There is an altogether different kind of anger, which has its origin not in the negative side of the religious life, through failure to eradicate the old selfish instincts, but in the positive side, in coming short of absorbing interest in divine things. To the hermit who fell away from his loving desire for the Lord, whose mind ceased to be dominated by visions of the King in His beauty, the life of the cell or the community became an intolerable weariness. A craving for change and excitement seized upon him. The monotony of his daily round alternately oppressed and goaded him. In this condition he was a ready prey to peevishness and irritability. He flew into sudden fits of unreasoning fury with brothers who had in no way offended him; or if human objects were absent, vented his ill-humour by cursing his pen or his knife or the stones on the road when his feet tripped on them. This kind of anger was the result of a morbid spiritual state which the hermits recognised as sinful, and called accidie. To fly from the circumstances which gave excuse for its expression was manifestly useless. It is possible to fly from men but not, as the hermit in the story found, from the demon who excites to this kind of anger. Even the attainment of a sleepy apathy is not a real cure for it. The serpent is venomous Still, though he lies torpid and bites no one. The true cure lies in the renewal of the broken communion with God. Then the weariness and accidie give place to active joy, and the temptation to sudden anger-fits disappears.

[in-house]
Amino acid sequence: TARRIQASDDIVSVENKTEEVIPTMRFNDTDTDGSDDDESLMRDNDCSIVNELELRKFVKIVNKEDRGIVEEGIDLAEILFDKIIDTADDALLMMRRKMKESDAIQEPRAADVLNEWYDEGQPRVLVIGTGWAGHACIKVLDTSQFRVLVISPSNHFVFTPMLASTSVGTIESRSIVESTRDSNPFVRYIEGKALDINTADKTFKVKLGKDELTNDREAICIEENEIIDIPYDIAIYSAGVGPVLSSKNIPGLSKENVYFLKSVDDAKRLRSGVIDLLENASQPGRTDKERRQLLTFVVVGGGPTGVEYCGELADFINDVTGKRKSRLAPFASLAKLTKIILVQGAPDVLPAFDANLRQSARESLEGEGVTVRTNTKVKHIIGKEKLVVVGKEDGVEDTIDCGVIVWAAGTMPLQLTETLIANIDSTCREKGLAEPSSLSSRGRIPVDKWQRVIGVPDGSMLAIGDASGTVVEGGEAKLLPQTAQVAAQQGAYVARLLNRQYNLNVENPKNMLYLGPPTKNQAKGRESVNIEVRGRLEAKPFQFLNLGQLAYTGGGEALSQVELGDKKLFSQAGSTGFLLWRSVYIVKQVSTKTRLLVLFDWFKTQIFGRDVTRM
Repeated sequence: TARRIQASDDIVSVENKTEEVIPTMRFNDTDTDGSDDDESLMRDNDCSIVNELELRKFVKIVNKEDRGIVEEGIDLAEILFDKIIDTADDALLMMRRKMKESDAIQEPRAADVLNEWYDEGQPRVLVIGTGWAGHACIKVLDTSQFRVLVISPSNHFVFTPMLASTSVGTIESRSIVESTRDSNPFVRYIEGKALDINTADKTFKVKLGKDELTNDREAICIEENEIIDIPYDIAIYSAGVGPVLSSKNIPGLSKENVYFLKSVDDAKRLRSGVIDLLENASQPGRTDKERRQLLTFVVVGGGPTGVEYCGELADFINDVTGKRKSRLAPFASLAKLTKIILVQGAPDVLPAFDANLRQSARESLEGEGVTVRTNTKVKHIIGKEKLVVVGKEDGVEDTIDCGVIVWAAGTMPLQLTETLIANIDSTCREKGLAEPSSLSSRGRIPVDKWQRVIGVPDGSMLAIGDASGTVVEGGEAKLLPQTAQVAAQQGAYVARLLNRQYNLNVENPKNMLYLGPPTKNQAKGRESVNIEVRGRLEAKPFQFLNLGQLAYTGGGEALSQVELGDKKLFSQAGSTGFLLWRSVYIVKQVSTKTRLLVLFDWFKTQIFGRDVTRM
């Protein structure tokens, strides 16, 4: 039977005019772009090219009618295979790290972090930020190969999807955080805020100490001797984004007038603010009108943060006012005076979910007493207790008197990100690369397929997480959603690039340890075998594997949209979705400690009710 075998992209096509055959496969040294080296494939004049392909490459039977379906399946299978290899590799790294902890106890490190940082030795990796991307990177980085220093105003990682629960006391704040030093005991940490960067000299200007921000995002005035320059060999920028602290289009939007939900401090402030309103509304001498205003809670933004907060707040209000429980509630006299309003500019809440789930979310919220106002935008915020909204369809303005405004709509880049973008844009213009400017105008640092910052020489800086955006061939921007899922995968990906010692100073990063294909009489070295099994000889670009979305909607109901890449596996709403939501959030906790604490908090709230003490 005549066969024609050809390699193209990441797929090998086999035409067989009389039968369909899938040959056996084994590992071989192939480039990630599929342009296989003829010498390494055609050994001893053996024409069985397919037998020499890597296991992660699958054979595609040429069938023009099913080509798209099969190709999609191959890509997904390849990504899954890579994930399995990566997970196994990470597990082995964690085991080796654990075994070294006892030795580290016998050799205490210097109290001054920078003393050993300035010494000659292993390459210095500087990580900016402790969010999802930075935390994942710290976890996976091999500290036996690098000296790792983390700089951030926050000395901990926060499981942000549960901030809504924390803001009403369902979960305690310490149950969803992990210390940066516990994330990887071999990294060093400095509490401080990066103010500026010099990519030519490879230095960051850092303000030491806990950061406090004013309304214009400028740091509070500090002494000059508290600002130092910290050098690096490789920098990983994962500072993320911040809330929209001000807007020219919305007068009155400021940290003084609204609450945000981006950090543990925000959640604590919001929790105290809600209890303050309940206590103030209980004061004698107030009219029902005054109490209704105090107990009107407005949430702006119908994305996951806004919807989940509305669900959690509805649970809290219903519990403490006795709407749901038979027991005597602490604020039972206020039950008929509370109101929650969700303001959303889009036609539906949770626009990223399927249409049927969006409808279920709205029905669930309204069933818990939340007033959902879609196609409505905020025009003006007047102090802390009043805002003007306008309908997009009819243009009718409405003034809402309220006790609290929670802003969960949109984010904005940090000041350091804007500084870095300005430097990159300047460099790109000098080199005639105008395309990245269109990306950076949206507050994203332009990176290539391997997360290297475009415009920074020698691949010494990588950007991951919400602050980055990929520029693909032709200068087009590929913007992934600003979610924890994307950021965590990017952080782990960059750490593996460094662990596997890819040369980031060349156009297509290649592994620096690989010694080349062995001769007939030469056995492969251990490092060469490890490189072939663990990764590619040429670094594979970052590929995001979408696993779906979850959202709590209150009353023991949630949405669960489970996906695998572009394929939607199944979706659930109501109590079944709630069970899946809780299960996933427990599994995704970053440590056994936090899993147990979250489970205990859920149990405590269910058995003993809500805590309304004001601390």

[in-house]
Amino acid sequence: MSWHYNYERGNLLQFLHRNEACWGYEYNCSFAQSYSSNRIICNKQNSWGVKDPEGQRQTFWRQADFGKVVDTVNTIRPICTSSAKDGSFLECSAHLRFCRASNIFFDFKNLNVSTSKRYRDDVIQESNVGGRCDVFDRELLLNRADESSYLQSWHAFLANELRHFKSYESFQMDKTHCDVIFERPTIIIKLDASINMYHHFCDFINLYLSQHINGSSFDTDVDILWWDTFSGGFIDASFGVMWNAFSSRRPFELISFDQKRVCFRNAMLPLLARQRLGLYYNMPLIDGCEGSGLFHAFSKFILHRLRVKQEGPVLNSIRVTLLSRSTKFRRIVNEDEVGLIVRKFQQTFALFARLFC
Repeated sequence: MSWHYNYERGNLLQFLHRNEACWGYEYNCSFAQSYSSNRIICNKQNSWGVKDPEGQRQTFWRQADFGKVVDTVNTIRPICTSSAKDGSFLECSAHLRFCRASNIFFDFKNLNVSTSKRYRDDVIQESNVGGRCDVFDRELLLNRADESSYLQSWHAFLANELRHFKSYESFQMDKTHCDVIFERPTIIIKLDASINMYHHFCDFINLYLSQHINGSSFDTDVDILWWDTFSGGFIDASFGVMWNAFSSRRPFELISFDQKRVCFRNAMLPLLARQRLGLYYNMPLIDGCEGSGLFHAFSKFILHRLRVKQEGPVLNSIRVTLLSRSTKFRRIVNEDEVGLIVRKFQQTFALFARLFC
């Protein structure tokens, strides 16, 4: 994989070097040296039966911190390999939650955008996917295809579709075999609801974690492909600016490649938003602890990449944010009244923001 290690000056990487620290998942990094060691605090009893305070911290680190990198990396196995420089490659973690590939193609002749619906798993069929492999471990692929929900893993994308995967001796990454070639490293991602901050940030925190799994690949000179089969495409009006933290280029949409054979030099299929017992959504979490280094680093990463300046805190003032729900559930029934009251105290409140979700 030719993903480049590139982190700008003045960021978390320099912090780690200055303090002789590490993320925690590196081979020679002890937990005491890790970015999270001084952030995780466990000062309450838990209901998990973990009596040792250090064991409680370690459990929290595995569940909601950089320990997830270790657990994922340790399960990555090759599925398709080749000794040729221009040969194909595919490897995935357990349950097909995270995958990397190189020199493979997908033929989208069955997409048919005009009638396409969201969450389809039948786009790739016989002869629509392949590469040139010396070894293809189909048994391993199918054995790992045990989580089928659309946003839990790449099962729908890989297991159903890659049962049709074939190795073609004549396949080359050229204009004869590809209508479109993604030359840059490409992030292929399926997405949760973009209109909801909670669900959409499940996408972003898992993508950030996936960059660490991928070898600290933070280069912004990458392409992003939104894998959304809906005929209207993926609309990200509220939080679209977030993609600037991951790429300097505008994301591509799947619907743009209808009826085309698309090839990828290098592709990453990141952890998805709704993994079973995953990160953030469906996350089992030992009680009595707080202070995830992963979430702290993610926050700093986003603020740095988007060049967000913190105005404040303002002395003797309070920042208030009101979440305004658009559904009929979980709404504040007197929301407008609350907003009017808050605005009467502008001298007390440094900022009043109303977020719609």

The teaching of a certain elder, concerniug the nature and origin of anger.

A certain elder said, Anger arises through four things -- through the greed of avarice, whether in giving or receiving; also through loving and defending one's own opinion; through a desire of being honourably exalted; also through wishing to be learned or hoping to be wise above all others.

In four ways anger darkens the nature of a man -- when he hates his neighbour, when he envies him, when he despises him, and when he belittles him.

In four places anger finds scope -- first in the heart, second in the face, third in the tongue, fourth in the act. Thus if a man can bear injury, so that the bitterness of it does not enter into his heart, then anger will not appear in his face. If, however, it find expression in his face, he still may guard his tongue so as to give no utterance of it. If even here he fail and give it utterance with his tongue, yet let him not translate his words into acts, but hastily dismiss them from his memory.

Men are of three kinds, according to the place which anger finds in them. He who is hurt and injured, and yet spares his persecutor, is a man after the pattern of Christ. He who is neither hurt himself, nor desires to hurt another, is a man after the pattern of Adam. He who hurts or slanders another is a man after the pattern of the Devil.


How we must not suppose that the spirit of anger is dead in us when we happen to escape for a time from the things which are wont to arouse it.